DoorInThe Face Method

Another way to use the Principle of Reciprocity is by deploying the Door-In-The-Face technique. More devastating than the straightforward approach of giving a gift and receiving a return favor, this technique takes a subtle approach.

Supposing you want to make a request "B." One way to increase your chances of receiving compliance to that request "B" is to first make a much larger request "A." Request "A" is similar to request "B", except that because of its magnitude, compliance to it is almost impossible. This much larger request is expected to be rejected. After the rejection, you immediately retreat to your originally planned request "B". Statistically, the request "B" has an almost 95% chance of receiving compliance because of this linguistic framework.

This so effective because social norms dictate that a concession must be exchanged with a concession. By allowing your request "A" to be rejected, you gave a concession. Therefore the person you persuade must respond with a concession that of complying with your allegedly smaller request "B"! Why does it work so well? Cultural norms tend to override even logic and inner resistance.

The Door-In-The-Face Method takes two steps:

First Step: Make a large request (this elicits a No!)

Second Step: Make the real, and smaller request: (this gets the Yes!) Labor negotiators frequently deploy this tool. They begin with extreme demands expected to be turned down. Abruptly, they repeat to a series of smaller demands, or concessions which will then be more easily accepted. These smaller demands are the real target of the labor group. The larger requests were merely decoys meant to provide smokescreens.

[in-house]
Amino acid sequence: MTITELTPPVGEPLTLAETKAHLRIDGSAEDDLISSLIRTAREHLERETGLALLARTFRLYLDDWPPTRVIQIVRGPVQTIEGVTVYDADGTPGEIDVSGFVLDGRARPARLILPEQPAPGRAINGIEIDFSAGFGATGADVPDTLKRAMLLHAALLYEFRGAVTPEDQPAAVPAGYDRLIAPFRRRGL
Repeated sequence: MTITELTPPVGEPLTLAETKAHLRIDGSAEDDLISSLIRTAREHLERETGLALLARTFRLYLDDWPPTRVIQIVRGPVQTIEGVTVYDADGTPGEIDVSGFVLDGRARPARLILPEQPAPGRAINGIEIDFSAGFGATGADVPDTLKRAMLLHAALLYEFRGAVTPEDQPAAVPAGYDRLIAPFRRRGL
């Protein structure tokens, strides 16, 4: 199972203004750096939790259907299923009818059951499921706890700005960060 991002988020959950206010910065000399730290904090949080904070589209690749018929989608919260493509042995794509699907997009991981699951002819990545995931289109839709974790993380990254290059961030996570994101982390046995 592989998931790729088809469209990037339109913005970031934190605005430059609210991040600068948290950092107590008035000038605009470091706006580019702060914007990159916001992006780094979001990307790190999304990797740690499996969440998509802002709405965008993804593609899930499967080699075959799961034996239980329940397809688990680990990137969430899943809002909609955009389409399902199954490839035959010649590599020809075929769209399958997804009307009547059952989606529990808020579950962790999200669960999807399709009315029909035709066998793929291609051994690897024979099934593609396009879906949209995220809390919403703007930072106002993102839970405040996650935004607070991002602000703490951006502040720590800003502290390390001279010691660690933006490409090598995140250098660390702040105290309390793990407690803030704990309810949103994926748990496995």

Children use this technique very well. Sometimes, a child may desire a small item like a cassette. To increase his chance of getting it, he makes huge requests, like a CD player or arcade game. The parents expectedly turn it down. What does the child do then? He retreats to his real request and says that if he can't get a CD, can he get a cassette tape instead? The response to such a comparatively trifling request is evident.

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